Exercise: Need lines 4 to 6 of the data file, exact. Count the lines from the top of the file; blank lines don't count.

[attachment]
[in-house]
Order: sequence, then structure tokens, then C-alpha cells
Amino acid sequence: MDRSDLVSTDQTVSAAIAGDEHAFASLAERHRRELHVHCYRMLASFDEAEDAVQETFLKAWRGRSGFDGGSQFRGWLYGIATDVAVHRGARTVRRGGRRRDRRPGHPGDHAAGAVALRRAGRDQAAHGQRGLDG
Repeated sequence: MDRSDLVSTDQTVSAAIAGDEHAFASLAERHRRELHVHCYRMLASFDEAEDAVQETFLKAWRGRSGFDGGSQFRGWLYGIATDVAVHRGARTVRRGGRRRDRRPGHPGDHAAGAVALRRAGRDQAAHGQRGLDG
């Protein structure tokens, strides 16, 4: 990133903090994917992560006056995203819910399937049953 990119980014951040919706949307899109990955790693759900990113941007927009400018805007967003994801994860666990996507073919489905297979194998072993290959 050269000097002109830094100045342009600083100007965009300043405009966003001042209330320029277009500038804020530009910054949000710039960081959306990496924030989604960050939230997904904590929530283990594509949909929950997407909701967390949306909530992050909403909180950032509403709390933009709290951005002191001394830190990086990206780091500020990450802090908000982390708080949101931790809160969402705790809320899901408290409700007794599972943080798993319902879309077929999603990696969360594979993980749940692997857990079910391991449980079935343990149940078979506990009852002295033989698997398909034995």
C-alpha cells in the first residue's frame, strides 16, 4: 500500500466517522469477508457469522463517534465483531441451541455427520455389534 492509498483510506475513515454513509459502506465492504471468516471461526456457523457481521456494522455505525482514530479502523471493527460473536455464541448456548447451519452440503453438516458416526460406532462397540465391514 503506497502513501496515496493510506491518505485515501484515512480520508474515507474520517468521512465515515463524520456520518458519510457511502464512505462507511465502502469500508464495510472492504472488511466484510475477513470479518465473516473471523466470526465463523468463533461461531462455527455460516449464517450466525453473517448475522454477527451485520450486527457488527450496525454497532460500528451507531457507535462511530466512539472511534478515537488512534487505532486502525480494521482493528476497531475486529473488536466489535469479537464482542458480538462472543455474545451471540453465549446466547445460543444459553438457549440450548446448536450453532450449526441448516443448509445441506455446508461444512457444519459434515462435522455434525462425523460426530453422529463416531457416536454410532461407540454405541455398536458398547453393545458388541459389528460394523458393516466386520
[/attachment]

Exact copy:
Repeated sequence: MDRSDLVSTDQTVSAAIAGDEHAFASLAERHRRELHVHCYRMLASFDEAEDAVQETFLKAWRGRSGFDGGSQFRGWLYGIATDVAVHRGARTVRRGGRRRDRRPGHPGDHAAGAVALRRAGRDQAAHGQRGLDG
């Protein structure tokens, strides 16, 4: 990133903090994917992560006056995203819910399937049953 990119980014951040919706949307899109990955790693759900990113941007927009400018805007967003994801994860666990996507073919489905297979194998072993290959 050269000097002109830094100045342009600083100007965009300043405009966003001042209330320029277009500038804020530009910054949000710039960081959306990496924030989604960050939230997904904590929530283990594509949909929950997407909701967390949306909530992050909403909180950032509403709390933009709290951005002191001394830190990086990206780091500020990450802090908000982390708080949101931790809160969402705790809320899901408290409700007794599972943080798993319902879309077929999603990696969360594979993980749940692997857990079910391991449980079935343990149940078979506990009852002295033989698997398909034995």
C-alpha cells in the first residue's frame, strides 16, 4: 500500500466517522469477508457469522463517534465483531441451541455427520455389534 492509498483510506475513515454513509459502506465492504471468516471461526456457523457481521456494522455505525482514530479502523471493527460473536455464541448456548447451519452440503453438516458416526460406532462397540465391514 503506497502513501496515496493510506491518505485515501484515512480520508474515507474520517468521512465515515463524520456520518458519510457511502464512505462507511465502502469500508464495510472492504472488511466484510475477513470479518465473516473471523466470526465463523468463533461461531462455527455460516449464517450466525453473517448475522454477527451485520450486527457488527450496525454497532460500528451507531457507535462511530466512539472511534478515537488512534487505532486502525480494521482493528476497531475486529473488536466489535469479537464482542458480538462472543455474545451471540453465549446466547445460543444459553438457549440450548446448536450453532450449526441448516443448509445441506455446508461444512457444519459434515462435522455434525462425523460426530453422529463416531457416536454410532461407540454405541455398536458398547453393545458388541459389528460394523458393516466386520